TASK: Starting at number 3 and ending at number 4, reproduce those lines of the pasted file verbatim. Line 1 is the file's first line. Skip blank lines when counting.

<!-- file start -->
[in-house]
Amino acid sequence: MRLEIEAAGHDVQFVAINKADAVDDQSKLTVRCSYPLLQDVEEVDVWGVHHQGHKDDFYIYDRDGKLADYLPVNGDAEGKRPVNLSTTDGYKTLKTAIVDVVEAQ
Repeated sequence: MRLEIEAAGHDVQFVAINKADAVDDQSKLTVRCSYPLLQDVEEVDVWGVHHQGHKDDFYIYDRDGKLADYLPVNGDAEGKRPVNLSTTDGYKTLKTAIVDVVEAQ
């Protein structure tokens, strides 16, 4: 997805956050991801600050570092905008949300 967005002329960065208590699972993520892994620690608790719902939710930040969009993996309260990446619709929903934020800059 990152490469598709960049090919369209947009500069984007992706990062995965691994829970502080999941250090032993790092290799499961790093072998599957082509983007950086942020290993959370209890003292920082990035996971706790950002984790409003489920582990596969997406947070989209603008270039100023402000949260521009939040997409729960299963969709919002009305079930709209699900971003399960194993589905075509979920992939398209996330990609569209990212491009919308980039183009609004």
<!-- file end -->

Repeated sequence: MRLEIEAAGHDVQFVAINKADAVDDQSKLTVRCSYPLLQDVEEVDVWGVHHQGHKDDFYIYDRDGKLADYLPVNGDAEGKRPVNLSTTDGYKTLKTAIVDVVEAQ
């Protein structure tokens, strides 16, 4: 997805956050991801600050570092905008949300 967005002329960065208590699972993520892994620690608790719902939710930040969009993996309260990446619709929903934020800059 990152490469598709960049090919369209947009500069984007992706990062995965691994829970502080999941250090032993790092290799499961790093072998599957082509983007950086942020290993959370209890003292920082990035996971706790950002984790409003489920582990596969997406947070989209603008270039100023402000949260521009939040997409729960299963969709919002009305079930709209699900971003399960194993589905075509979920992939398209996330990609569209990212491009919308980039183009609004």